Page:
Three different factors will generally determine the type of odds you use when placing your bets. The first is where you are in the world, the second is where you place your bets, online or in person, and the third is how long you have been betting.
Fractional odds are the most commonly used odds in the UK, and despite the fact that they are a little more complex to work out and understand than decimal odds, many new punters go with fractional odds. This is because they sometimes bet in person, at a racetrack, greyhound track or in a betting shop, where fractional odds are the only ones you can use.
Many people use fractional odds because they make a lot of sense, and they have been brought up using them after talking with other punters. However, comparing odds very quickly, you need to fully understand them, especially when looking at odds under 4/1, to be easier for those who are new.
What Are Fractional Odds?
As the name suggests, fractional odds are given as a fraction, with two numbers that are separated with a slash. For example, 2/1, 13/8, 6/4 and 11/2 are all examples of fractional odds. The key to note here is that the two numbers can both be different. One doesn’t always have to remain the same.
In very basic terms, the two numbers on fractional odds stand for your stake and the profit you will win if your selection is a winner. The number on the right is the amount you put on, and the number on the left is your profit. As you receive your stake back when placing a bet, you will receive both numbers from the fraction to give your returns.
Fractional odds are seen as the most traditional betting odds that are available to use. Every bookmaker will use fractional odds if you place bets in a betting shop or visit live racing events. For this reason, many people instantly choose to use them because they place bets elsewhere, not just online, but that does mean the working out of a bet is a little more complicated because fractional odds are sometimes not easy to work out.
How to Work Out Fractional Odds?
In many ways, working out fractional odds will be either easy or very hard, depending on the stake you place and the odds you take.
Here is an example of something very simple and easy to work out.
£1 bet at fractional odds of 3/1.
The £1 stake is placed, and the profit for the bet is £3, so the total returns for you are £4.
However, here is something that is a lot more complicated to work out, involving short odds, which is where fractions can become very complex.
£10 bet at fractional odds of 13/8
The £10 stake is placed, but the profit of £13 is based on the stake of £8, so you need first to work out how much the profit is for £1, then times that by your stake, to get the true returns.
A bet of £8 will have total returns of £21. This should then be divided by the stake shown in the odds, eight in this case, to give you the returns for a £1 bet. This is £2.62. Then from here, you times the bet stake you placed, which in this case is £10, to give you the full returns for that bet, which is £26.25.
As you can see here, when you are trying to work out your returns from a bet using fractional odds, the difficulty is all down to the odds you receive. For simple odds, this is a straightforward format to work out, but for shorter odds, the calculation you have to do has a few more parts to it, making it trickier.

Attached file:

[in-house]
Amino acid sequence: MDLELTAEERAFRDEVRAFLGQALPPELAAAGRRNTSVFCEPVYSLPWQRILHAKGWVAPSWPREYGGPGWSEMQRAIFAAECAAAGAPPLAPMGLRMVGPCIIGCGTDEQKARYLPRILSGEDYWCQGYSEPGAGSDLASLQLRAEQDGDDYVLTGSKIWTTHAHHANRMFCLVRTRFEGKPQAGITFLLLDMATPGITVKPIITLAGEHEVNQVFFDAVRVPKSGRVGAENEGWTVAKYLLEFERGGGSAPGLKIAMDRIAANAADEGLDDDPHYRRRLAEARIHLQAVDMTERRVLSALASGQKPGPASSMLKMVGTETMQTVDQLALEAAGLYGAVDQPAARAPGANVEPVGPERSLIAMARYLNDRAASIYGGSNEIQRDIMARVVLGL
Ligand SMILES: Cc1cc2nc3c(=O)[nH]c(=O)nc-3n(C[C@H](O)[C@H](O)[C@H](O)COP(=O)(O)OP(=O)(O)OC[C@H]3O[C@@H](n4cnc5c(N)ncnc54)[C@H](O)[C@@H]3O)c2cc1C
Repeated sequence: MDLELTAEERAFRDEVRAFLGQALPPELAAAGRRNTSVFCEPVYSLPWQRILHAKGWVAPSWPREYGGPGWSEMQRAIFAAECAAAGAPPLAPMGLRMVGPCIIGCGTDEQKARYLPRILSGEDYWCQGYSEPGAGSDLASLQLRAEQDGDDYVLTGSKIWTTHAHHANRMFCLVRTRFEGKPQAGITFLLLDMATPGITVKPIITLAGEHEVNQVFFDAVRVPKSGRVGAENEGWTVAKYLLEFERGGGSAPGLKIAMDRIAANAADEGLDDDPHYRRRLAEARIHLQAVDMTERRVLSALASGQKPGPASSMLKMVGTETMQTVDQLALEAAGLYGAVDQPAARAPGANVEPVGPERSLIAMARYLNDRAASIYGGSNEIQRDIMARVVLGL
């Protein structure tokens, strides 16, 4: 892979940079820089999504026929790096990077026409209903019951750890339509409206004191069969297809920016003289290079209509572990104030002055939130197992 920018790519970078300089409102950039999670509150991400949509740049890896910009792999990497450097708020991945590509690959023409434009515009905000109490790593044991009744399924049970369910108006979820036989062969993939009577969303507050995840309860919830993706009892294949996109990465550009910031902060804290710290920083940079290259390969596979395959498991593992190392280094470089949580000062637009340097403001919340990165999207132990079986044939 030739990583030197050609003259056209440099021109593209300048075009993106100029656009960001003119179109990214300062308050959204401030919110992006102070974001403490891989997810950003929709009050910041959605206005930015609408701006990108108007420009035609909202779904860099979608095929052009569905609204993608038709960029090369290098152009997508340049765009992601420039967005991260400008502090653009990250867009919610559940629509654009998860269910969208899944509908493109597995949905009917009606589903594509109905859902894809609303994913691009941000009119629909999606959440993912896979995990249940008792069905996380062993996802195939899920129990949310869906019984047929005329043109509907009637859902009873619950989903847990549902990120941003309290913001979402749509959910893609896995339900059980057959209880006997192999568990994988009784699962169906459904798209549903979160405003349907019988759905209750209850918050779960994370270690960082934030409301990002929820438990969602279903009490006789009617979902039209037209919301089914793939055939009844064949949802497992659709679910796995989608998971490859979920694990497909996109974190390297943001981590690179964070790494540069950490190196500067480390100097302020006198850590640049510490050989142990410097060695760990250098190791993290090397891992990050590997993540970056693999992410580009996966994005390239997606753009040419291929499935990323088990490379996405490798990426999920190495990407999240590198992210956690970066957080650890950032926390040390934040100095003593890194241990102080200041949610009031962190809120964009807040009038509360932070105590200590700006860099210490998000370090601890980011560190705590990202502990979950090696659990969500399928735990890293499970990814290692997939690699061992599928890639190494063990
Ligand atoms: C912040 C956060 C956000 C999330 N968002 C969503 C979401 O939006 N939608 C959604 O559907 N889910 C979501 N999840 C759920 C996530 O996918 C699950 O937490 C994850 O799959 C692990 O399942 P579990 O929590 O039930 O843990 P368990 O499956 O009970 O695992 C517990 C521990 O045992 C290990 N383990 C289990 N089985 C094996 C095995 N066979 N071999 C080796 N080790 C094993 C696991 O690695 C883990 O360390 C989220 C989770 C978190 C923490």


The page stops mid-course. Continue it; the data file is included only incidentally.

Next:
Advantages of Using Fractional Odds
The biggest advantage of fractional odds is that you can use these elsewhere when you are not betting online. For example, if you decide to use decimal odds online, then go to a betting shop or visit a racecourse, you will have no option to use fractional odds, which can be confusing if you don’t know how to use them. This makes fractional odds the ones you can use on and offline for your betting.
Being the most popular type of odds used in the UK, if you are learning about gambling and odds, then you should be able to speak to friends and family who also place a bet, and they will likely use the same odds.
Finally, despite other odds being available, if you listen to TV pundits talking about betting, they will always use fractional odds. This is across any sport, football, horse racing and more. Therefore, if you want to listen and learn, by choosing fractional odds, you will understand what they are talking about, which may not be the case if you are learning decimal odds yourself.
What Makes Fractional Odds Difficult to Use?
The most difficult element of fractional odds is working out your returns when smaller odds are being used. Odds such as 11/8, 6/5 and 5/4 are all tough to work out to a £1 stake without a bigger calculation to get to the bottom of the returns, many people will find that tough to do.
On top of this, the odds above are all slightly different but can be tough to compare if you are looking to find the best odds. Experienced punters will know that 11/8 is bigger than 5/4 and that 5/4 is bigger than 6/5, but for newcomers to sports betting, this is not an easy calculation to work out. This means these people will either not go looking for the best odds or, worse, try and find them but choose to take the wrong odds because the calculations are complex.
If you are going with fractional odds, understanding them and how they rank is going to be critical to your betting success.